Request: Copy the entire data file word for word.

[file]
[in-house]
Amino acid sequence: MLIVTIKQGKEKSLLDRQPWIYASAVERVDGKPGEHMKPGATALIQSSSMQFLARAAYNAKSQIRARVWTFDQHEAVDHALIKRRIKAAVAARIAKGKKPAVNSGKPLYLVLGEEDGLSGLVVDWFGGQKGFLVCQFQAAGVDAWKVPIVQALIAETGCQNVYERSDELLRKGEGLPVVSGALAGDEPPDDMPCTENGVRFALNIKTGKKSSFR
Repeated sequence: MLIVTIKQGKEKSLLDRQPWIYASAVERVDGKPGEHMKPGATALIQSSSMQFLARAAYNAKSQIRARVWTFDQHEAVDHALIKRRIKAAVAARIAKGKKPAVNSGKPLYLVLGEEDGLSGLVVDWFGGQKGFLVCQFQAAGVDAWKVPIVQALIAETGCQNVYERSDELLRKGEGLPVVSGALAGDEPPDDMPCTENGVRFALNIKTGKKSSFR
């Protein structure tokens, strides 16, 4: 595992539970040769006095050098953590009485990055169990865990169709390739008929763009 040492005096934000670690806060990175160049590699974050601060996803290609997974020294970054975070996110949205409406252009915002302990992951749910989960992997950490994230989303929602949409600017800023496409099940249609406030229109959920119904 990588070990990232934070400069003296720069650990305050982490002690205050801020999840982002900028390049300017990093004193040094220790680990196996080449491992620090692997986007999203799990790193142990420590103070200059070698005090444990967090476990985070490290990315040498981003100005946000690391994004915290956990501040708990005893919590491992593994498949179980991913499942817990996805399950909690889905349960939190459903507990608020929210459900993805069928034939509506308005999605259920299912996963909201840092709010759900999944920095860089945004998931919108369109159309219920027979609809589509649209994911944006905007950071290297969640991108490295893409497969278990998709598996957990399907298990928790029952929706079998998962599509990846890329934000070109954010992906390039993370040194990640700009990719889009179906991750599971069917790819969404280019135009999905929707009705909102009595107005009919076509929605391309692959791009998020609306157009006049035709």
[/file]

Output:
[in-house]
Amino acid sequence: MLIVTIKQGKEKSLLDRQPWIYASAVERVDGKPGEHMKPGATALIQSSSMQFLARAAYNAKSQIRARVWTFDQHEAVDHALIKRRIKAAVAARIAKGKKPAVNSGKPLYLVLGEEDGLSGLVVDWFGGQKGFLVCQFQAAGVDAWKVPIVQALIAETGCQNVYERSDELLRKGEGLPVVSGALAGDEPPDDMPCTENGVRFALNIKTGKKSSFR
Repeated sequence: MLIVTIKQGKEKSLLDRQPWIYASAVERVDGKPGEHMKPGATALIQSSSMQFLARAAYNAKSQIRARVWTFDQHEAVDHALIKRRIKAAVAARIAKGKKPAVNSGKPLYLVLGEEDGLSGLVVDWFGGQKGFLVCQFQAAGVDAWKVPIVQALIAETGCQNVYERSDELLRKGEGLPVVSGALAGDEPPDDMPCTENGVRFALNIKTGKKSSFR
């Protein structure tokens, strides 16, 4: 595992539970040769006095050098953590009485990055169990865990169709390739008929763009 040492005096934000670690806060990175160049590699974050601060996803290609997974020294970054975070996110949205409406252009915002302990992951749910989960992997950490994230989303929602949409600017800023496409099940249609406030229109959920119904 990588070990990232934070400069003296720069650990305050982490002690205050801020999840982002900028390049300017990093004193040094220790680990196996080449491992620090692997986007999203799990790193142990420590103070200059070698005090444990967090476990985070490290990315040498981003100005946000690391994004915290956990501040708990005893919590491992593994498949179980991913499942817990996805399950909690889905349960939190459903507990608020929210459900993805069928034939509506308005999605259920299912996963909201840092709010759900999944920095860089945004998931919108369109159309219920027979609809589509649209994911944006905007950071290297969640991108490295893409497969278990998709598996957990399907298990928790029952929706079998998962599509990846890329934000070109954010992906390039993370040194990640700009990719889009179906991750599971069917790819969404280019135009999905929707009705909102009595107005009919076509929605391309692959791009998020609306157009006049035709």